The hard part of writing a scenario is writing it.
Having noted facts and names from HP Lovecraft’s Arkham and written down bullet points for key people, locations and events, I now start writing in the blanks.
I start at the top, writing a ‘background’ section for the Keeper. This basically explains the recent events that lead up to the involvement of the player investigators, who the main characters are, what they have done and anything else important (such as the potential consequences if the player investigators do nothing).
As the scenario exists only in my head at this point, as I write many ‘new’ ideas rise to the surface – if it feels good and fits, then I write it in (going back over the preceding text and back-filling or altering as necessary to ensure the new idea fits). If the idea is good but doesn’t fit, then I make note somewhere else and may one day come back to it for a different scenario.
I usually focus on the facts first, people and places. Each one is written up, why are they involved and what might they do – this latter bit breaks in to two parts: a) what the NPC will do during the scenario (i.e. he will do X that will cause Y), and b) what the NPC will do if the player investigators meet him or her, or what he/she will do if the PCs are liable to mess up the NPC’s big plan etc.
At some point, I’ll spend a day or two stating-up the various NPCs (I find doing all these in one go easier and give my brain a break from being ‘creative’).
Once I have written out all the NPCs and locations, I then write up the key events – potential major events (Y happens if X happens) and so on. Once this is done, I fill anything required, which might include extended Keeper notes, an introduction, a conclusion (including player rewards, possible outcomes – ways to solve the scenario), and player handouts.
So it’s written. I’ll then read it through, correcting and aligning contents – deciding if events should be placed after locations or whether they should be combined – this amounts to presenting the information in a logical play order – making sure the information is accessible to the Keeper in the middle of the game.
It’s at this point that you might realise that your clue quota is insufficient, i.e. you have inadvertently made a ‘clue bottleneck’, where an essential clue can only be found in one situation or place. If discovered, then I’ll look for ways to place the clue (or variations on it) in multiple locations. Some clues, however, are ok to be left as is; if the PCs don’f find the clue it will not derail the scenario.
Next step – playtesting.
I’ll gather my group together and run them through the scenario, having first prepared a set of pre-generated investigators.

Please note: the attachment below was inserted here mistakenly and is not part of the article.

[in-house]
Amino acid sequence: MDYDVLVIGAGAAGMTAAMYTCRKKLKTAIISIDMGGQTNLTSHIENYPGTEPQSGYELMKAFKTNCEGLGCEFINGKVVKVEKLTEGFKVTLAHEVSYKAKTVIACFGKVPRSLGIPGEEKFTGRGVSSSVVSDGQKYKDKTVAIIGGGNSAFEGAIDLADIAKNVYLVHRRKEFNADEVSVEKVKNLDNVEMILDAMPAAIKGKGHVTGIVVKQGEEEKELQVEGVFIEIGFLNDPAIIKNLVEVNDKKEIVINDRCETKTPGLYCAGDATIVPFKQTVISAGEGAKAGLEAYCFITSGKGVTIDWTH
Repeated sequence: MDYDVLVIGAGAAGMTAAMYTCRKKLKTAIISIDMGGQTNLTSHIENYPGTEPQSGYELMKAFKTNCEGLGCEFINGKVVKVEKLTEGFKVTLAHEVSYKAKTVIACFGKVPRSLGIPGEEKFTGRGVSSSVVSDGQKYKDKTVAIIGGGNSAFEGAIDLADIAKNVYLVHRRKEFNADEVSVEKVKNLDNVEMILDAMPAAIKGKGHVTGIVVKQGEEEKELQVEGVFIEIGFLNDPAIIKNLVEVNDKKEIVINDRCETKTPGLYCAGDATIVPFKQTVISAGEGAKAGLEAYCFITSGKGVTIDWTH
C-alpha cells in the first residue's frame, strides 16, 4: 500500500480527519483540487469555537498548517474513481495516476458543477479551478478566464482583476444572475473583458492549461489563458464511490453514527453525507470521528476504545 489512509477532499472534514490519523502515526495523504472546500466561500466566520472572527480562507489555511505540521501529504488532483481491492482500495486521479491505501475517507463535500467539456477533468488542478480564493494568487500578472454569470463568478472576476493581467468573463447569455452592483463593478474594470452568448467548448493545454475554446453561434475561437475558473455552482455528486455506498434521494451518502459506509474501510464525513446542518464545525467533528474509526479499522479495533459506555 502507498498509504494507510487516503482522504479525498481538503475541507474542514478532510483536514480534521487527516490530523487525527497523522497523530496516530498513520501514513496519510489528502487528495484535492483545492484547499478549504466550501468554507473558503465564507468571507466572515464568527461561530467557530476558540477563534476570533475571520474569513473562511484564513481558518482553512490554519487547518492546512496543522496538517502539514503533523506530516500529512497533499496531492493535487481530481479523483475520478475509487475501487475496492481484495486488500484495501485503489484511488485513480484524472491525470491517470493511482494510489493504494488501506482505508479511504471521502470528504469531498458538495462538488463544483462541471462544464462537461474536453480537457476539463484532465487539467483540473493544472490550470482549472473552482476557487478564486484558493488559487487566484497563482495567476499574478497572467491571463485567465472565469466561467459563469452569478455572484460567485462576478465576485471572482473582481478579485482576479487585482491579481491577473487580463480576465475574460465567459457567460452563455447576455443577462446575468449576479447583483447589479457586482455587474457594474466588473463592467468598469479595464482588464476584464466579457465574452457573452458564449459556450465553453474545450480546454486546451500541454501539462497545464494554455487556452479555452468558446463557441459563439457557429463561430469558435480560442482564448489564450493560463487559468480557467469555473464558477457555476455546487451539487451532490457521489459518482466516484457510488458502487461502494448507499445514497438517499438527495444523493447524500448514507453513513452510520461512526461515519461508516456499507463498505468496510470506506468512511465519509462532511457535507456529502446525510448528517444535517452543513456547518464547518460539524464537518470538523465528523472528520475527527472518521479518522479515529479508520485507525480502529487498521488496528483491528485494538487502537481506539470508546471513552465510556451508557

This is the chance to make sure the scenario works. Do the players do what you expected them to do? Did they visit all of the locations you prepared? Did they meet all of the NPCs?
More importantly, where did they go and who did they seek out that you hadn’t prepared? I found that when I ran Missed Dues the first thing the players all decided to do was speak to someone I hadn’t even considered writing in to the scenario. I couldn’t believe I had missed so obvious a person!
Whilst playing, I make notes in the scenario – new names, places, events, that will act to remind me when I come to revise the scenario after the playtest.
Often the most difficult bit is determining what to add in and what to leave out after the playtest. You have to take the middle road, adding in stuff that you feel the majority of groups will need, leaving out the less likely bits (otherwise your scenario will begin to look like a novel). Wherever possible I will try to include as much as possible without over doing the write-up, perhaps using bullet points to list some of the possibilities, allowing the Keeper to embellish these as they need or ignore them. For example, in the scenario the PCs will visit a certain building at the climax, however they really only need to go into one room (and will be directed to do so). So I’ll write up a full description of that room and what happens when the PCs go in there, whilst only listing a few ideas for the other rooms in the building in case the PCs decide to be more cautious in their approach. The Keeper then has enough ideas to rift from without me giving them an additional 5 pages of text, which for most groups will be ignored anyway. This is particularly relevant because the scenario is intended for convention play, i.e. within a four hour time slot.
Ideally, I’ll try and playtest the scenario will at least two different groups of people to ensure I’ve got it right. If possible, I might have another Keeper read and run the scenario too – this is very useful when you intend to publish the scenario.
Thus, having playtested and revised the scenario accordingly, it’s pretty much done.